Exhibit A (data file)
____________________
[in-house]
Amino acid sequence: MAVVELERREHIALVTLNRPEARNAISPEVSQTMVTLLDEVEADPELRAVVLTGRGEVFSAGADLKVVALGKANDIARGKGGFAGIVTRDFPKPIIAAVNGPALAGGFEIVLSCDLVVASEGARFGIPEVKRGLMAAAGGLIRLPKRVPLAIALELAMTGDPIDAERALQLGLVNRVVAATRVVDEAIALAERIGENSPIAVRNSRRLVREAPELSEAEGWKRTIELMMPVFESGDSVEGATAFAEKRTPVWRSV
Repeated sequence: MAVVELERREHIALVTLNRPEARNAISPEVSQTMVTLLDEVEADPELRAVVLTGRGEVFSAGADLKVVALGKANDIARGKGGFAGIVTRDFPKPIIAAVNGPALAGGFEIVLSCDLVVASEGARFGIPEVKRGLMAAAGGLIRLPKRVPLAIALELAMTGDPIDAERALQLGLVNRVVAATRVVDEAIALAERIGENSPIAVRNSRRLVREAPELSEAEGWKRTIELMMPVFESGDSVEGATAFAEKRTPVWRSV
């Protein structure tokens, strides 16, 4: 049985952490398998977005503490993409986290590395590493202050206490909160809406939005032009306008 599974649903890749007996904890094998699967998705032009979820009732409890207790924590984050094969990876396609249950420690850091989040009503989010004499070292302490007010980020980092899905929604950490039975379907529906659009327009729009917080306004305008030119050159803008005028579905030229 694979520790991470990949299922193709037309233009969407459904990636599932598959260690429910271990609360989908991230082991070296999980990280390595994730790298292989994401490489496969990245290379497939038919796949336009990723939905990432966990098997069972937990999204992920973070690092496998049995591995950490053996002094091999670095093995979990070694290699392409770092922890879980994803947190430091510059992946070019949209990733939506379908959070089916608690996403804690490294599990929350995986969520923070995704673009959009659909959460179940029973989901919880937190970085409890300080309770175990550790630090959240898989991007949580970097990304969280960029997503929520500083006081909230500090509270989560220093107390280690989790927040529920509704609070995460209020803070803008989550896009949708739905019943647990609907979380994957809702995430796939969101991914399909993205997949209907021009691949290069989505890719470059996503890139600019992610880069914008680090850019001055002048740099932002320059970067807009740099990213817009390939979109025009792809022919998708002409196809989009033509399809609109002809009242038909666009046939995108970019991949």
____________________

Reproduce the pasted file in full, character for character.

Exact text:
[in-house]
Amino acid sequence: MAVVELERREHIALVTLNRPEARNAISPEVSQTMVTLLDEVEADPELRAVVLTGRGEVFSAGADLKVVALGKANDIARGKGGFAGIVTRDFPKPIIAAVNGPALAGGFEIVLSCDLVVASEGARFGIPEVKRGLMAAAGGLIRLPKRVPLAIALELAMTGDPIDAERALQLGLVNRVVAATRVVDEAIALAERIGENSPIAVRNSRRLVREAPELSEAEGWKRTIELMMPVFESGDSVEGATAFAEKRTPVWRSV
Repeated sequence: MAVVELERREHIALVTLNRPEARNAISPEVSQTMVTLLDEVEADPELRAVVLTGRGEVFSAGADLKVVALGKANDIARGKGGFAGIVTRDFPKPIIAAVNGPALAGGFEIVLSCDLVVASEGARFGIPEVKRGLMAAAGGLIRLPKRVPLAIALELAMTGDPIDAERALQLGLVNRVVAATRVVDEAIALAERIGENSPIAVRNSRRLVREAPELSEAEGWKRTIELMMPVFESGDSVEGATAFAEKRTPVWRSV
């Protein structure tokens, strides 16, 4: 049985952490398998977005503490993409986290590395590493202050206490909160809406939005032009306008 599974649903890749007996904890094998699967998705032009979820009732409890207790924590984050094969990876396609249950420690850091989040009503989010004499070292302490007010980020980092899905929604950490039975379907529906659009327009729009917080306004305008030119050159803008005028579905030229 694979520790991470990949299922193709037309233009969407459904990636599932598959260690429910271990609360989908991230082991070296999980990280390595994730790298292989994401490489496969990245290379497939038919796949336009990723939905990432966990098997069972937990999204992920973070690092496998049995591995950490053996002094091999670095093995979990070694290699392409770092922890879980994803947190430091510059992946070019949209990733939506379908959070089916608690996403804690490294599990929350995986969520923070995704673009959009659909959460179940029973989901919880937190970085409890300080309770175990550790630090959240898989991007949580970097990304969280960029997503929520500083006081909230500090509270989560220093107390280690989790927040529920509704609070995460209020803070803008989550896009949708739905019943647990609907979380994957809702995430796939969101991914399909993205997949209907021009691949290069989505890719470059996503890139600019992610880069914008680090850019001055002048740099932002320059970067807009740099990213817009390939979109025009792809022919998708002409196809989009033509399809609109002809009242038909666009046939995108970019991949």